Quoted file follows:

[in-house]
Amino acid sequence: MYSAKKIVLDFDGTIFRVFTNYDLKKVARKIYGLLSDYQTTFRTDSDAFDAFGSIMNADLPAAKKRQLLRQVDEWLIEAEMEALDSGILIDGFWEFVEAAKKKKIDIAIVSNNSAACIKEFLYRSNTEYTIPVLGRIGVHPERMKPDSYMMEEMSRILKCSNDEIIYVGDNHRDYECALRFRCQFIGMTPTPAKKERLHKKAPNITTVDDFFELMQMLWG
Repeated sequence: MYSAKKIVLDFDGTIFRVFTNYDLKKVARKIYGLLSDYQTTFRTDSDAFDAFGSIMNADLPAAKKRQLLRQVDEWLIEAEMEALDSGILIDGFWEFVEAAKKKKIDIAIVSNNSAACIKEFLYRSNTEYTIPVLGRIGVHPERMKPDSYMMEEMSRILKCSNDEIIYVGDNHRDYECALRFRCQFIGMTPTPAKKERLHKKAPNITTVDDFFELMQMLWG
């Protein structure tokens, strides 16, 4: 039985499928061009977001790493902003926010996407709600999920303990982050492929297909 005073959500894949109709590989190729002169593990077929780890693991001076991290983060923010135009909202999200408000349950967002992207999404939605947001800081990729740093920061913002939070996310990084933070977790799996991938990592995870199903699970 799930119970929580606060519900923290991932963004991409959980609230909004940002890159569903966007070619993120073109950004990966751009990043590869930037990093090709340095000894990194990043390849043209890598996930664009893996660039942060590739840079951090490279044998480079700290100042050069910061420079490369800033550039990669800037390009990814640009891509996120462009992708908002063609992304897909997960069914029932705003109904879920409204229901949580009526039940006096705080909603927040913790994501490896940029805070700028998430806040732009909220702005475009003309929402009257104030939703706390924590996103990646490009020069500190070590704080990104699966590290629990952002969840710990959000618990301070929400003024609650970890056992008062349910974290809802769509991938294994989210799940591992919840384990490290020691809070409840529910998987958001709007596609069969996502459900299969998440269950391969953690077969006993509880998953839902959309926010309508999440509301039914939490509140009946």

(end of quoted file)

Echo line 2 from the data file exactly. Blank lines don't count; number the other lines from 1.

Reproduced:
Amino acid sequence: MYSAKKIVLDFDGTIFRVFTNYDLKKVARKIYGLLSDYQTTFRTDSDAFDAFGSIMNADLPAAKKRQLLRQVDEWLIEAEMEALDSGILIDGFWEFVEAAKKKKIDIAIVSNNSAACIKEFLYRSNTEYTIPVLGRIGVHPERMKPDSYMMEEMSRILKCSNDEIIYVGDNHRDYECALRFRCQFIGMTPTPAKKERLHKKAPNITTVDDFFELMQMLWG